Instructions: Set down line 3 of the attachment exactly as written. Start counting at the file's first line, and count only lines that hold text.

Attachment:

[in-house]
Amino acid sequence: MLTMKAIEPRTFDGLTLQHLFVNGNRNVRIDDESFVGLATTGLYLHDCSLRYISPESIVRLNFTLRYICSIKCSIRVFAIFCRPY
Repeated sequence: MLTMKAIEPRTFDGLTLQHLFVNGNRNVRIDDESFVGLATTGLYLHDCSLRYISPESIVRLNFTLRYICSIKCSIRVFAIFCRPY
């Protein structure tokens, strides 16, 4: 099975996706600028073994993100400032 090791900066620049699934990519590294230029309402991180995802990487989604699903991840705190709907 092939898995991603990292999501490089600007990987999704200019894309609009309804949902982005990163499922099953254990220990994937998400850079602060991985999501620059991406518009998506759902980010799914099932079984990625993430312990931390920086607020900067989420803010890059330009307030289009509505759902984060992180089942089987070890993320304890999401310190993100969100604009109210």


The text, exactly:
Repeated sequence: MLTMKAIEPRTFDGLTLQHLFVNGNRNVRIDDESFVGLATTGLYLHDCSLRYISPESIVRLNFTLRYICSIKCSIRVFAIFCRPY